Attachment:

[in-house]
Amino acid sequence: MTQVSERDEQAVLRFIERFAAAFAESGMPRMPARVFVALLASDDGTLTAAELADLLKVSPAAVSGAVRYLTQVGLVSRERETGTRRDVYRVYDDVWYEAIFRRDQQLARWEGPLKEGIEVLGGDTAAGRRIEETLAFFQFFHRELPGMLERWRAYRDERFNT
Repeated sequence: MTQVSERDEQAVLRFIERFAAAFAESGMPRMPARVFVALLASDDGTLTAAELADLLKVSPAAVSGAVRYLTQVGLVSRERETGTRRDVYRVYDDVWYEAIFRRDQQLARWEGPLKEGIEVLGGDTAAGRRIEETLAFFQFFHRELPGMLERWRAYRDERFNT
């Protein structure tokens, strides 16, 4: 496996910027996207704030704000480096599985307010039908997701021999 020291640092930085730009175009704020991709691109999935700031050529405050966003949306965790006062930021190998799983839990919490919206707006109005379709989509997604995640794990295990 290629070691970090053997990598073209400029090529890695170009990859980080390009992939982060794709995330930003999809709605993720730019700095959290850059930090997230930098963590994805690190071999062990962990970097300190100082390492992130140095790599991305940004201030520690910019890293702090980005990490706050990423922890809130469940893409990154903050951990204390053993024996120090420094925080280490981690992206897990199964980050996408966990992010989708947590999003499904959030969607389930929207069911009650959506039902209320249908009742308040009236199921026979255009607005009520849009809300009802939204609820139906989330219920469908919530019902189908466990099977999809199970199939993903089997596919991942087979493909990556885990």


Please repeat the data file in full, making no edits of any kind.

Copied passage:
[in-house]
Amino acid sequence: MTQVSERDEQAVLRFIERFAAAFAESGMPRMPARVFVALLASDDGTLTAAELADLLKVSPAAVSGAVRYLTQVGLVSRERETGTRRDVYRVYDDVWYEAIFRRDQQLARWEGPLKEGIEVLGGDTAAGRRIEETLAFFQFFHRELPGMLERWRAYRDERFNT
Repeated sequence: MTQVSERDEQAVLRFIERFAAAFAESGMPRMPARVFVALLASDDGTLTAAELADLLKVSPAAVSGAVRYLTQVGLVSRERETGTRRDVYRVYDDVWYEAIFRRDQQLARWEGPLKEGIEVLGGDTAAGRRIEETLAFFQFFHRELPGMLERWRAYRDERFNT
């Protein structure tokens, strides 16, 4: 496996910027996207704030704000480096599985307010039908997701021999 020291640092930085730009175009704020991709691109999935700031050529405050966003949306965790006062930021190998799983839990919490919206707006109005379709989509997604995640794990295990 290629070691970090053997990598073209400029090529890695170009990859980080390009992939982060794709995330930003999809709605993720730019700095959290850059930090997230930098963590994805690190071999062990962990970097300190100082390492992130140095790599991305940004201030520690910019890293702090980005990490706050990423922890809130469940893409990154903050951990204390053993024996120090420094925080280490981690992206897990199964980050996408966990992010989708947590999003499904959030969607389930929207069911009650959506039902209320249908009742308040009236199921026979255009607005009520849009809300009802939204609820139906989330219920469908919530019902189908466990099977999809199970199939993903089997596919991942087979493909990556885990």